The two classes of polyunsaturated fatty acids that influence prostate cancer are omega-6 (n-6) and omega-3 (n-3) fatty acids. Pro-inflammatory omega-6 fatty acids stimulate prostate cancer cell growth, while anti-inflammatory omega-3 fatty acids inhibit this growth. Omega-6 fatty acids are found in vegetable, corn, safflower, and cottonseed oil. Omega-3 fatty acids are found in flaxseed, fish oil and krill oil.
A new study by researchers at UCLA, published in Clinical Cancer Research has found that the key to promoting prostate health may lie in maintaining a healthy ratio of n-6 to n-3 fatty acids in your body.
In the study, two groups of 15 mice were fed diets similar in calories with 20% calories from protein, 60% from carbohydrate, and 20% from fat. The only differences between the two groups was the fat content. The n-6 group had an n-6 to n-3 ratio of 26:1 while the n-3 group had an n-6 to n-3 ratio of 1:1. Two weeks after the study started, the mice were injected with prostate cancer cells and continued to be fed for eight weeks.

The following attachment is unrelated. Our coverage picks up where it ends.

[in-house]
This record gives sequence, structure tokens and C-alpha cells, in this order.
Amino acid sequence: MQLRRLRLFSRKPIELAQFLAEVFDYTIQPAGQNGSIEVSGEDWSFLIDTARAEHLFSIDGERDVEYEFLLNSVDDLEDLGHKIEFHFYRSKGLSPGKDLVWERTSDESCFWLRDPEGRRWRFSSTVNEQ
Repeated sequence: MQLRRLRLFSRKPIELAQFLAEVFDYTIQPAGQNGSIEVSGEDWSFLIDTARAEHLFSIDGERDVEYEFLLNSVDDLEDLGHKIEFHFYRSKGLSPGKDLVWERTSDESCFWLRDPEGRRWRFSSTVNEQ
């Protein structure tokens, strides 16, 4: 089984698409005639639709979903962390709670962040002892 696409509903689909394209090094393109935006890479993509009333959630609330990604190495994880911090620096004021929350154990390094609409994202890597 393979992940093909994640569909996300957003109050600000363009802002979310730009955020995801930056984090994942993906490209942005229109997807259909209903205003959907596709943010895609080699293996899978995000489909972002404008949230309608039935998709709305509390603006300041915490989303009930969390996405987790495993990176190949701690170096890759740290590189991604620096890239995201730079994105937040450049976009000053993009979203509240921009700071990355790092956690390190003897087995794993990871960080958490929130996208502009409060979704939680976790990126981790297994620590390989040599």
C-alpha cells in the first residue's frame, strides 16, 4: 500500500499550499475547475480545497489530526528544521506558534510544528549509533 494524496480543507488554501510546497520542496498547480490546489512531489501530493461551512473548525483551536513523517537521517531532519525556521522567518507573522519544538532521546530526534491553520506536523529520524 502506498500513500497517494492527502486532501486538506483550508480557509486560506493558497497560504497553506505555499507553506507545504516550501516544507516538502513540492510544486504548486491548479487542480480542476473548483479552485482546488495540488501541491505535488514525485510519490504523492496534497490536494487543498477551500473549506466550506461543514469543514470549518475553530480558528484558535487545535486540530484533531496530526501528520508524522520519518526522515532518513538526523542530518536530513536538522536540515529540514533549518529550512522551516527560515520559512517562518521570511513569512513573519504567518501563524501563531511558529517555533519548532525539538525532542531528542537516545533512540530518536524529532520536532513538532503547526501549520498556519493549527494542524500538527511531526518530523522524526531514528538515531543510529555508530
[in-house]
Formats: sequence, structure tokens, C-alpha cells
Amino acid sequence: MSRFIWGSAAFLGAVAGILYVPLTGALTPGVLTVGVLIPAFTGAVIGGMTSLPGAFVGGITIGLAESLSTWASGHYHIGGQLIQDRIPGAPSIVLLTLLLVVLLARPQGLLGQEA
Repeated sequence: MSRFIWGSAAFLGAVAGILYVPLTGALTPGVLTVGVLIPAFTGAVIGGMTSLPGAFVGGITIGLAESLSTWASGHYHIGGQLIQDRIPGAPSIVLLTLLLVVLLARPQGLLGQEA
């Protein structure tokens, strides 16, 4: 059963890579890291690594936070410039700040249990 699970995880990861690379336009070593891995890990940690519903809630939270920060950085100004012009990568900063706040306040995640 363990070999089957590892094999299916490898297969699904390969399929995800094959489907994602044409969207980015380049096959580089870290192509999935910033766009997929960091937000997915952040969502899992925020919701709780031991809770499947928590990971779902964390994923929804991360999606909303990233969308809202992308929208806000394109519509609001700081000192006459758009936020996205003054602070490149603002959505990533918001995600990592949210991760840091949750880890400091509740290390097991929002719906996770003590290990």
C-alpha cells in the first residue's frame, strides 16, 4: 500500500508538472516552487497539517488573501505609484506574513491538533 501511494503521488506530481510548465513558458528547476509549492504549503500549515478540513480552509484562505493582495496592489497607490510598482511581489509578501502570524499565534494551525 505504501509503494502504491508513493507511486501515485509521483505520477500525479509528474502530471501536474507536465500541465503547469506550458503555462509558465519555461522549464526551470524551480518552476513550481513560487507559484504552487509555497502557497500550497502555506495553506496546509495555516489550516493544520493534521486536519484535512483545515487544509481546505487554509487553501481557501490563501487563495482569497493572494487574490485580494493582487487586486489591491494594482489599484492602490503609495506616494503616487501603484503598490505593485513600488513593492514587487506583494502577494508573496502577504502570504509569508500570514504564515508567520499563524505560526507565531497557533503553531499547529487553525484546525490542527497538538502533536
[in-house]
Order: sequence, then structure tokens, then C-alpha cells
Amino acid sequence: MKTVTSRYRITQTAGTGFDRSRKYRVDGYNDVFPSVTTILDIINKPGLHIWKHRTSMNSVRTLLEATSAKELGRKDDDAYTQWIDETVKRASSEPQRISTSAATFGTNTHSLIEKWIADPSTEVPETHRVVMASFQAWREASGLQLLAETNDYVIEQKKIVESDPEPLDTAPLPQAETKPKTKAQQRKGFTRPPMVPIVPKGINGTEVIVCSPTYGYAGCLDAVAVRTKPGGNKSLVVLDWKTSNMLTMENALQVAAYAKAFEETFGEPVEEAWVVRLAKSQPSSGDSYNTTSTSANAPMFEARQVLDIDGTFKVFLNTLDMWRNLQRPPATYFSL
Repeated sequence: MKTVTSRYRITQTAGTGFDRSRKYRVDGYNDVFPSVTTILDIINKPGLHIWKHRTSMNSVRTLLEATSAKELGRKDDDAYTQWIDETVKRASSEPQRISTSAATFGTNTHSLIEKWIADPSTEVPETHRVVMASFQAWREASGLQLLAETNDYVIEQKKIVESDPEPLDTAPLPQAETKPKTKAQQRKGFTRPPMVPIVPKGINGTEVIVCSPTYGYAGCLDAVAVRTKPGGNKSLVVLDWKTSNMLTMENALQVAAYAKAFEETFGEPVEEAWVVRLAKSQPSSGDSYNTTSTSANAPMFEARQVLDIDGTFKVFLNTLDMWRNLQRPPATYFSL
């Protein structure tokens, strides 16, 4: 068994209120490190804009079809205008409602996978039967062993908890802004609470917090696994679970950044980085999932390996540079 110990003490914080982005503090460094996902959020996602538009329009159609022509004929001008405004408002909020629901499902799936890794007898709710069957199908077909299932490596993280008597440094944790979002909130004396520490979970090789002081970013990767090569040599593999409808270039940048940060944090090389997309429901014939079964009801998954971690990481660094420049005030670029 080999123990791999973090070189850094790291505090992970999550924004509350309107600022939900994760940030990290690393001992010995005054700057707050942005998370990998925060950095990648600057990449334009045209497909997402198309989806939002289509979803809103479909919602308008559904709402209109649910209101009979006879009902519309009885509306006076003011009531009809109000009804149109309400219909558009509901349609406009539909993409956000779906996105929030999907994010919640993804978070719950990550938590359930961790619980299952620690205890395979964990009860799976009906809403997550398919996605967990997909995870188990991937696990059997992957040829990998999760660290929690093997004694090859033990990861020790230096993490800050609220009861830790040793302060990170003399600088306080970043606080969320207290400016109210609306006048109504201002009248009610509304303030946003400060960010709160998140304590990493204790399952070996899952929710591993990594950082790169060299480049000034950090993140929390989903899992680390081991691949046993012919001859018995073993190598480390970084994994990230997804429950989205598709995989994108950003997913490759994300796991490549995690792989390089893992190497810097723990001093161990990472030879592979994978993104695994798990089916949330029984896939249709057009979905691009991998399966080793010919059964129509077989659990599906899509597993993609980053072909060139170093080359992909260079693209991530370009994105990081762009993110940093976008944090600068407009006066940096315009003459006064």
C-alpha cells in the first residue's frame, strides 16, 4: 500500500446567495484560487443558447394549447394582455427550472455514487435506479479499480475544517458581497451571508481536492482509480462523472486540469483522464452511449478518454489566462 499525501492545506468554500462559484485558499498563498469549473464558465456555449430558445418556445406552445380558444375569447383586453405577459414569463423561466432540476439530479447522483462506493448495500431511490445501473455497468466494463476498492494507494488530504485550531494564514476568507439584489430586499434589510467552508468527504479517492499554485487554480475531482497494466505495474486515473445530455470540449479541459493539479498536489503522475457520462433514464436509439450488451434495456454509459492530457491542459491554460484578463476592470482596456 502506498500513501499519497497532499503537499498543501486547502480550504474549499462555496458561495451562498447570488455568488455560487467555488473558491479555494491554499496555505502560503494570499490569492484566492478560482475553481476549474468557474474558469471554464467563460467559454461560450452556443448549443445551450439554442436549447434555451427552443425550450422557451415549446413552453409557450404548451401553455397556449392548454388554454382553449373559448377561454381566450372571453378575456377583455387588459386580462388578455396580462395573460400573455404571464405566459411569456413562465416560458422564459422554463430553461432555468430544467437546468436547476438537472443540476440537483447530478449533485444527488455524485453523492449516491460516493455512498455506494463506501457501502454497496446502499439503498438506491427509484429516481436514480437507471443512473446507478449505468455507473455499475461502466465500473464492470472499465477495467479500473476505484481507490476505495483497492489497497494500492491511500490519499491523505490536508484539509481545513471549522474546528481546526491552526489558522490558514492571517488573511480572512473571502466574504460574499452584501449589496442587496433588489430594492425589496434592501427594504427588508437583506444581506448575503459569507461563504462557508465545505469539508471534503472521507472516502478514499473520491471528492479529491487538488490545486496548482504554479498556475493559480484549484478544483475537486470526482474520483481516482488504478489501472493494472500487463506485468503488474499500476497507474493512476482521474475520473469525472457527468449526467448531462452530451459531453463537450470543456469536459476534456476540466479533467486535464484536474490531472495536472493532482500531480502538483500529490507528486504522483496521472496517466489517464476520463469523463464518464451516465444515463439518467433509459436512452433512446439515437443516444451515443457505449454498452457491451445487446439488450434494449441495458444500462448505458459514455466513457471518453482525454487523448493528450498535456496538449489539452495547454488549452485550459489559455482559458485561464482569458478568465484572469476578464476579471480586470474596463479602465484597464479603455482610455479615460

At the end of eight weeks, researchers found that tumor growth rates, final tumor volumes, and prostate cancer marker levels were reduced in the n-3 group compared to the n-6 group. In the n-3 group, tumors had both a 22% decreased rate of cell division and an increased rate of cell death. What’s more, n-3 group tumors had reductions in inflammatory proteins called PGE2 and COX-2 by 83% and 30%, respectively, both of which have been implicated in prostate cancer.
The researchers concluded, “dietary intervention trials incorporating omega-3 supplements (DHA and EPA) with reduced dietary omega-6 fatty acid . . . may play an important role in primary and secondary prostate cancer prevention.”
Kobayashi N. Effect of Altering Dietary n-6/n-3 Fatty Acid Ratios on Prostate Cancer Membrane Composition, Cyclooxygenase-2, and Prostaglandin E2. Clin Cancer Res 2006 12: 4662-4670.